This attack shifted media attention on the situation in Palestine when, for the first time, the terrorist was a woman. Arab press used to glorify Wafa Idris, a lot of articles and poems were written about her in which she was portrayed as a hero, an example for all young women. The Westerns’ opinion, even Israelis, were shocked in finding out that now the Palestinian’s terrorist actions were joined not only by men but even by women, by mothers. It was inconceivable to think that a person who carries a child can even carry a bomb in order to take innocent civilians’ life. Many started to think that this act was due to the escalation of the conflict to the point that terrorist group had to use women instead of men in order to pass easily the security at the checkpoint.

Historically, the extremist religious groups have always preferred not to train women for suicide attack but the situation in Israel changed when the security measures were reinforced and it became  more difficult for men to carry terrorist attacks while women were still less monitored. Women can join a terrorist group but their role in the organization is of the socialiser: they have the crucial duty of raising children who are going to become mujahideen and join the jihad. But gradually their involvement increased considering that women have always shown interest in the cause and their participation has always been as volunteers. So if initially many of these offers were rejected, when the situation turned into a desperate one in terms of security, the leadership started to accept all those women who volunteer themselves as suicide bombers. Maybe this is due even to the fact that women have lesser options to give their contribution and their support to their relatives and to the nationalist cause in general because they cannot serve as active combats. But in every case, women were sent only when they were really desperate and the advantage of using women was more than the senders’ moral reservations.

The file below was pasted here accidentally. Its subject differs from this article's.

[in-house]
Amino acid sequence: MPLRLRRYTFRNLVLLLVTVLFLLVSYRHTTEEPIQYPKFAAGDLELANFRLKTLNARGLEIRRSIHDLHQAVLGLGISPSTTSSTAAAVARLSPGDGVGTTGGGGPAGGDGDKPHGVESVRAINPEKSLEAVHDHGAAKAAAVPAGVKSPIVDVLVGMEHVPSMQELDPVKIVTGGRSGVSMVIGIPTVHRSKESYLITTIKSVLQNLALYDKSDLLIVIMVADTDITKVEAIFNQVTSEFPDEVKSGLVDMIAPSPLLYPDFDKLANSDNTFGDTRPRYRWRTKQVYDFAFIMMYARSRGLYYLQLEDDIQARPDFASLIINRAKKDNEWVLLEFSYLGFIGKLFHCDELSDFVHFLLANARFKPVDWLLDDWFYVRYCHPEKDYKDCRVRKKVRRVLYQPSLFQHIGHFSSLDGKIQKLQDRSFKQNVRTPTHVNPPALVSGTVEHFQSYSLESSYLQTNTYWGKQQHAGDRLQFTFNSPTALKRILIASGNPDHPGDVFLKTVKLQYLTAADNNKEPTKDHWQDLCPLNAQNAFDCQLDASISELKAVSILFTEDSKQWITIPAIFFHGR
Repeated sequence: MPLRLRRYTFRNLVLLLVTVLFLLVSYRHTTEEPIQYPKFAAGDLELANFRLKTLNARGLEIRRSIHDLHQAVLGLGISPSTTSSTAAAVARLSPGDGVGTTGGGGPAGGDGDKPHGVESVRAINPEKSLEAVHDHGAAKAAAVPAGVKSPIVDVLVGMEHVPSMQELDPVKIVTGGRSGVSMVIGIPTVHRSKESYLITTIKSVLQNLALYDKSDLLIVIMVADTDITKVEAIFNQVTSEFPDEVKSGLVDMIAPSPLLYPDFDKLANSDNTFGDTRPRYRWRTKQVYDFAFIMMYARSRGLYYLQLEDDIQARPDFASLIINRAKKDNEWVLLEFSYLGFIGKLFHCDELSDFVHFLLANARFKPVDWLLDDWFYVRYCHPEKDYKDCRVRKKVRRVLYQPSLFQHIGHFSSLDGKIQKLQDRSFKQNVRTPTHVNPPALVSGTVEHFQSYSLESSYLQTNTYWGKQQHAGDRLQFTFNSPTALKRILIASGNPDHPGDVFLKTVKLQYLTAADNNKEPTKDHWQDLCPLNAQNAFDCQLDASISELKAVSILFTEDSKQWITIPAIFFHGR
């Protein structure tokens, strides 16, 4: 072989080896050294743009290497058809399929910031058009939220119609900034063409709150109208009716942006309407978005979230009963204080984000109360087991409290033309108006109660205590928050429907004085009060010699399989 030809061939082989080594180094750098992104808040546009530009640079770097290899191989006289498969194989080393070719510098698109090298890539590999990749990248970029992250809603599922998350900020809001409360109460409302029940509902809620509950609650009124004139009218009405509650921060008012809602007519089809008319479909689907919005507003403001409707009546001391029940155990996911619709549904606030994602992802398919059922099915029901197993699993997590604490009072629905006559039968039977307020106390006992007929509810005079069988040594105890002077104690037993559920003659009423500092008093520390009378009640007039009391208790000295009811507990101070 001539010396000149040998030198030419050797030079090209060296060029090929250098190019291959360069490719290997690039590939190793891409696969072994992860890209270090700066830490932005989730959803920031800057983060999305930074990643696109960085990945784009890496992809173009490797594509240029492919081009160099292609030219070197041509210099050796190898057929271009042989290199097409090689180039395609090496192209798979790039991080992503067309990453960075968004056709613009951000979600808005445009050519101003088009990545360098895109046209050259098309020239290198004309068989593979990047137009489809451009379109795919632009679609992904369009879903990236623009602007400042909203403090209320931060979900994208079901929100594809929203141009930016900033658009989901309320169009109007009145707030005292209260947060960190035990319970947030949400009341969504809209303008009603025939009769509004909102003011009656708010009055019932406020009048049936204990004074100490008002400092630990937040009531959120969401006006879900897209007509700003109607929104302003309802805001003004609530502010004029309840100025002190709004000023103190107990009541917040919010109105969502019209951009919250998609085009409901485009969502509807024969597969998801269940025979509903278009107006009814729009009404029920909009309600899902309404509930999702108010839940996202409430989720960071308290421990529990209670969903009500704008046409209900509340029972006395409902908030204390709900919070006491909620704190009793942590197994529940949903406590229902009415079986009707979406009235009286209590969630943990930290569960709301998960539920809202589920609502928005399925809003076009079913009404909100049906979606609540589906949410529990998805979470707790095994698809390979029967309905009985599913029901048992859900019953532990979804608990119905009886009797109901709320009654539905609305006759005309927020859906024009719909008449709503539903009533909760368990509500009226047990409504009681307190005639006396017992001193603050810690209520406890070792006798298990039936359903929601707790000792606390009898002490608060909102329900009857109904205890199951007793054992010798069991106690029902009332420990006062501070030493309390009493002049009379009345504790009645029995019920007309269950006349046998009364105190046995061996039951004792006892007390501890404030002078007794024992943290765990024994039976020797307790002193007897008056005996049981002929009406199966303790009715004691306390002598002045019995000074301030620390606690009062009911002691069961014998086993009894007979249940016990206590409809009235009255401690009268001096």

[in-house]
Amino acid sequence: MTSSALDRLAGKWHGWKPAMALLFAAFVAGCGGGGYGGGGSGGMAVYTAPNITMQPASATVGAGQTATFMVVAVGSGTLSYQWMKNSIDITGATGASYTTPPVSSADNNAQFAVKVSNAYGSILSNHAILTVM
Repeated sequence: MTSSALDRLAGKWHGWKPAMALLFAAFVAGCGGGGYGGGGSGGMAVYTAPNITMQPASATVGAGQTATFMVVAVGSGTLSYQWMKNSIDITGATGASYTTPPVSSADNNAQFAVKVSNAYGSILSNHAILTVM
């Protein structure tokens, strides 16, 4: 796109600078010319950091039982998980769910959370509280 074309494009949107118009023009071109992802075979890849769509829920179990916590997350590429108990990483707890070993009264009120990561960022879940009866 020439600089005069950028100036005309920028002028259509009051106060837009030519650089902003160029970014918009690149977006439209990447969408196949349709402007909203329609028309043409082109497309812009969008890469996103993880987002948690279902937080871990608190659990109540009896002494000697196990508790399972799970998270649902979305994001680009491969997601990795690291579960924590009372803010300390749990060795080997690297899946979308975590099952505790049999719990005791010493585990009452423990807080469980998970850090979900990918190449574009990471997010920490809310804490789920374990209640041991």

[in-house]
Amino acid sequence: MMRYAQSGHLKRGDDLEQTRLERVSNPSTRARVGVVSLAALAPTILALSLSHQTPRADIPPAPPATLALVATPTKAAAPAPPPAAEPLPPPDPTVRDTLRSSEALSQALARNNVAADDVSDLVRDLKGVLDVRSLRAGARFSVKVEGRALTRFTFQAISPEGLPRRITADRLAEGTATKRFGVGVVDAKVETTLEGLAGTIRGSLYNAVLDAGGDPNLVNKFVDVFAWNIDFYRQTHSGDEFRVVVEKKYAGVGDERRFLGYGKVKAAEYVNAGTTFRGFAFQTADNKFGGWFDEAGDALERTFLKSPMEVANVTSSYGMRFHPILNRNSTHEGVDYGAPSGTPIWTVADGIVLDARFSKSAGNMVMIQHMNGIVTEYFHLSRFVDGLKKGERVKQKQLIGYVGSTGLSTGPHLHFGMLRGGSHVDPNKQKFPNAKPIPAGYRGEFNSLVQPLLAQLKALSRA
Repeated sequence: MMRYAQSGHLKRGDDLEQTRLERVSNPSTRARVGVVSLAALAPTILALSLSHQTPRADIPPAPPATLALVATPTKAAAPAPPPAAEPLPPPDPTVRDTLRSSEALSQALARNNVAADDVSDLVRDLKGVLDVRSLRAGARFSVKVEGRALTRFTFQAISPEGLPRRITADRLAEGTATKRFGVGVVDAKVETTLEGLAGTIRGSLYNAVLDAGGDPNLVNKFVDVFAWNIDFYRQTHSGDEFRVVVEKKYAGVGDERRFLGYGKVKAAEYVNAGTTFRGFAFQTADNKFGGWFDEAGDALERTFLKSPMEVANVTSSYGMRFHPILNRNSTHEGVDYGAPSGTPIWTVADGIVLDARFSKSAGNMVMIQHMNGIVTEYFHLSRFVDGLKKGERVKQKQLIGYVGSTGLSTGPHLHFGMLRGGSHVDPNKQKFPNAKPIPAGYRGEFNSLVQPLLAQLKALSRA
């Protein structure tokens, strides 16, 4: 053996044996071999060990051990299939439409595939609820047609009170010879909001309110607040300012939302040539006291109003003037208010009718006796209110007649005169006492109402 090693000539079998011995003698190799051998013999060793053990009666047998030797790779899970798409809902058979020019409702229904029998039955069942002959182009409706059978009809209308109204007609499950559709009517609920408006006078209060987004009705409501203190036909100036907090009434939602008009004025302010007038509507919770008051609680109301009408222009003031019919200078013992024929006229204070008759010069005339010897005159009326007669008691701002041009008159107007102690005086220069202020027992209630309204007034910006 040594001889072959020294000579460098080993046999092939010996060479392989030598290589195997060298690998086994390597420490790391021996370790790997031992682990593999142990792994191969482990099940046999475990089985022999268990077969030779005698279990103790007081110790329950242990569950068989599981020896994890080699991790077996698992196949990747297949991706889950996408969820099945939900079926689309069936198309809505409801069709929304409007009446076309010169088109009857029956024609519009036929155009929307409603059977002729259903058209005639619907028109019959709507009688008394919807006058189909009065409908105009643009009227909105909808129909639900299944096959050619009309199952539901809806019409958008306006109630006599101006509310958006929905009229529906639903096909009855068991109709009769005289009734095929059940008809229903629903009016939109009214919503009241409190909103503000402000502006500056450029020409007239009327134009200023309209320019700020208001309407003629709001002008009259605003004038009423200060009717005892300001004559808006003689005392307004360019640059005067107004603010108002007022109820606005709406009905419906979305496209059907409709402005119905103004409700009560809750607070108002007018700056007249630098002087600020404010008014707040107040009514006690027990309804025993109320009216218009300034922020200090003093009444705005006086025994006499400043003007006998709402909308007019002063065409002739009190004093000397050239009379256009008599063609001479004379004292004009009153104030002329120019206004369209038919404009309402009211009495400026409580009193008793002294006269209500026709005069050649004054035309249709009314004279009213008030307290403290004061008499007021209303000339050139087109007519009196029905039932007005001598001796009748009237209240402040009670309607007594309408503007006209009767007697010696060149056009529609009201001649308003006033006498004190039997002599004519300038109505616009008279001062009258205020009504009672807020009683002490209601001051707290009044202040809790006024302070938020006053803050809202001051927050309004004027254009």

For what concerns the reasons why women decide to become suicide bombers, they have to be found mainly in their personal life and then for religious/nationalist motivations. In the specific case of Wafa Idris probably what she experienced in her life, such as the death of her friend, the imprisonment of her brother, the fact that she was hit by Israelis with a plastic bullet, the horrors that she had to see every day. In general, women are much more emotional and sensitive than men so they are more exposed to trauma and the consequent process of dissociation caused by the trauma itself, a dissociation that is aimed to operate as a psychological defense barrier but instead it makes them more vulnerable to follow terrorist ideology. Moreover, since the women give more important to relationships than men they tend to be more aggressive and to carry a desire for revenge if the death of a closer family member attacks them in their role of mothers, sisters, or wife. So very often recruiter play on this emotion in order to radicalize women.